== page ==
LOB Application Compatibility
Using Microsoft IT's LOB Application Compatibility Testing Processes
Technical White Paper
Published: March 18, 2008
Products & Technologies
Microsoft IT maintains a software portfolio of approximately 1,500 applications. These applications must be tested prior to software deployments. Testers belong to different business units within the company and are distributed around the world.
Microsoft IT developed an application-tracking method that simplified the process of selecting applications for sample-based testing. By identifying groups of applications that have similar data processing, controls, underlying technology, and methods, Microsoft IT is able to test approximately 4 to 6 percent of the total applications and gain a reasonable assurance of compatibility for all.
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Application compatibility is a critical blocking issue during the deployment of new technologies or applications in an enterprise environment. Microsoft Information Technology (Microsoft IT) faces the same challenge, with the added complexity of multiple beta releases of new applications and technologies, while maintaining an application portfolio that consists of more than 1,500 applications. Microsoft IT tests approximately 4-6 percent of the application portfolio prior to each internal product release. This group of key applications consists of the most critical line-of-business (LOB) applications used within Microsoft.
Microsoft IT's application compatibility testing program achieves the following goals:
- Minimize investment in application testing by targeting only a subset of the most important and representative applications.
- Critical applications do not break during software deployment.
- The cost associated with application compatibility testing is minimized by using virtual machine (VM) images instead of hardware with multiple configurations.
- Minimize employee dissatisfaction resulting from application compatibility issues.
Testers from various business units within the Microsoft IT, located around the world perform the testing on selected critical LOB applications. They perform the testing using VM images hosted on a centralized server computer running Microsoft® Virtual Server 2005 Release 2 (R2), the second release of Virtual Server 2005. By using VM images, the testers can avoid hardware or software configuration issues that can delay the testing process.
All of Microsoft IT's testing data and application data is stored within a database-driven, internal, Web-based software portfolio tool. Microsoft IT can query the data to generate detailed reports of application compatibility status throughout the testing process, and it can use the data to identify applications for the key test group. Combining individual data results with historical trends enables Microsoft IT to predict the compatibility results of the entire portfolio based on the 4-6 percent of applications tested.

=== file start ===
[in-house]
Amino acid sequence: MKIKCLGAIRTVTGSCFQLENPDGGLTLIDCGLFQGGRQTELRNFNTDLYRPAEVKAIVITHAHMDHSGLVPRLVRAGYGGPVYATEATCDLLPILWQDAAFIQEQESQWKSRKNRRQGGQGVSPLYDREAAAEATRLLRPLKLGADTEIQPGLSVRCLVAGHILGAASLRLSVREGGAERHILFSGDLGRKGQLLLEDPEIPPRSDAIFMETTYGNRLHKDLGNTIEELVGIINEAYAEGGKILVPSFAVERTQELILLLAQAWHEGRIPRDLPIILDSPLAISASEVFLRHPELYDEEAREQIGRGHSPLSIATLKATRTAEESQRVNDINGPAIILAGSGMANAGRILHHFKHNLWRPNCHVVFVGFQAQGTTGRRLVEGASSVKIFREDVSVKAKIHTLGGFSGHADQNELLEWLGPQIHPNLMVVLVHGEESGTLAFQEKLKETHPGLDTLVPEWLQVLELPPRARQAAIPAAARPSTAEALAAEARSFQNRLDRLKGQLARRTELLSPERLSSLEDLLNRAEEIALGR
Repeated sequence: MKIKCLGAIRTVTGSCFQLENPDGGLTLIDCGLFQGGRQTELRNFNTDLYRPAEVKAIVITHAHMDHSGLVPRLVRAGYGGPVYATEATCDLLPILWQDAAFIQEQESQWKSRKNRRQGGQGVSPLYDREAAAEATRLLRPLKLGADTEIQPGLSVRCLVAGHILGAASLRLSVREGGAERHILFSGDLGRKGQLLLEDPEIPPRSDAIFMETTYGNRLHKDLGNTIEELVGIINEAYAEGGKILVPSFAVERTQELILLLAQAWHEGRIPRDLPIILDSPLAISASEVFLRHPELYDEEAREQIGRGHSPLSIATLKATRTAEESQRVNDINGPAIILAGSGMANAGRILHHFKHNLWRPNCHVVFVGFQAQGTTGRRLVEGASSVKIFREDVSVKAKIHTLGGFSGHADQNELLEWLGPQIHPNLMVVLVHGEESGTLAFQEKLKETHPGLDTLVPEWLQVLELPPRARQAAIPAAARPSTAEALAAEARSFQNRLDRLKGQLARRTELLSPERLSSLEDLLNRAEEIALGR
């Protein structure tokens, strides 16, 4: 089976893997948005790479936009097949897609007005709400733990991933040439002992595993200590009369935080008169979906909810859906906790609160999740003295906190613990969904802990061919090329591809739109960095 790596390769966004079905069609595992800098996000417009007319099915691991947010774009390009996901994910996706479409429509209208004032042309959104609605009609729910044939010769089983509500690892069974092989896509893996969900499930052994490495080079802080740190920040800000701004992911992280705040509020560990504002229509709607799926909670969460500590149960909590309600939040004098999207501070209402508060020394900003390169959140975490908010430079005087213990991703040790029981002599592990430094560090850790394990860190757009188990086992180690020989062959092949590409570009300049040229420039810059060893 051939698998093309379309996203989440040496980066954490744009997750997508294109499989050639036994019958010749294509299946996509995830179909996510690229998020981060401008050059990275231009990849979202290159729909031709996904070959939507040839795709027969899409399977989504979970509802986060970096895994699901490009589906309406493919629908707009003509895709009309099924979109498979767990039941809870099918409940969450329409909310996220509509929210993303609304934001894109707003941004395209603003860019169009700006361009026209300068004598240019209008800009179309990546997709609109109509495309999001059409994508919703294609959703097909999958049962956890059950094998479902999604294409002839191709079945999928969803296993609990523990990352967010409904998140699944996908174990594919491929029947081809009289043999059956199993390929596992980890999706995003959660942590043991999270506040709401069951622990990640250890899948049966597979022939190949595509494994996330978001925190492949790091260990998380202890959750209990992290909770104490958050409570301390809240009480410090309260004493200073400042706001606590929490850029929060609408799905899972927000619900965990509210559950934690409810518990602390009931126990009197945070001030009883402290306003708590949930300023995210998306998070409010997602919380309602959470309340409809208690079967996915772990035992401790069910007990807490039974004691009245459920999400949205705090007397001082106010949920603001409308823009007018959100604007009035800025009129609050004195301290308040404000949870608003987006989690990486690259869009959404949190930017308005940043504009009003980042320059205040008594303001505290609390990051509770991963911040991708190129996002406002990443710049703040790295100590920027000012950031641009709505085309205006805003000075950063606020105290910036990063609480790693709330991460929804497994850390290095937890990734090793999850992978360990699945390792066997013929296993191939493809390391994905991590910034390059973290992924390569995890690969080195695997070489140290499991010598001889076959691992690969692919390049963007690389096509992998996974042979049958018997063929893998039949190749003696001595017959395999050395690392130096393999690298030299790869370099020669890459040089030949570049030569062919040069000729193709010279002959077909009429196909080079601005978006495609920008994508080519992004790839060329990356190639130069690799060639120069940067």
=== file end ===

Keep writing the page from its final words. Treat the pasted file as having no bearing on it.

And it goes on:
The process that Microsoft IT uses is separated into phases:
- Portfolio management. Track all applications present in the enterprise environment, with appropriate contact information for personnel responsible for testing and support.
- Application targeting. Identify applications that are critical to the business flow of the organization based on portfolio data and historical trends. Create a list of core, critical applications to be tested for each software deployment.
- Planning. Create application testing schedules that permit enough time to fully test the core group of applications before each deployment milestone.
- Communication. Frequently communicate schedule and testing status with the test team and stakeholders. Clearly communicate testing configurations and goals with testers.
- Testing. The testing phase includes the tests that the team runs as well as limited pilot deployments.
- Reporting. Test results are recorded in the application portfolio tool to provide accurate historical data.
Application compatibility is a concern any time an organization deploys new software to an existing computer environment. Whether the organization is deploying a new operating system or a new Web browser, it must ensure that the applications that users need to perform their daily tasks continue to function properly. Microsoft IT shares this challenge by being responsible for deploying and maintaining more than 1,500 internal LOB applications in an environment of mixed and changing operating systems, productivity applications, Web browsers, and development tools.
With such a large portfolio of applications and a rapidly changing environment, Microsoft IT must identify commonalities between the applications in the portfolio as a means of grouping applications for testing. Microsoft IT has found that applications can be grouped by the common components or underlying technologies, such as Microsoft Office Excel® spreadsheets, Microsoft Office Word documents, or the Microsoft .NET Framework. Or, the applications can be tracked over time for a historical sense of similarity to other applications. Based on this technology-dependency mapping, Microsoft IT can provide advance warning to application owners when changes may affect their application. This methodology, combined with substantial historical testing data, has enabled Microsoft IT to require testing only on approximately 60 key applications among the more than 1,500 present in the organization.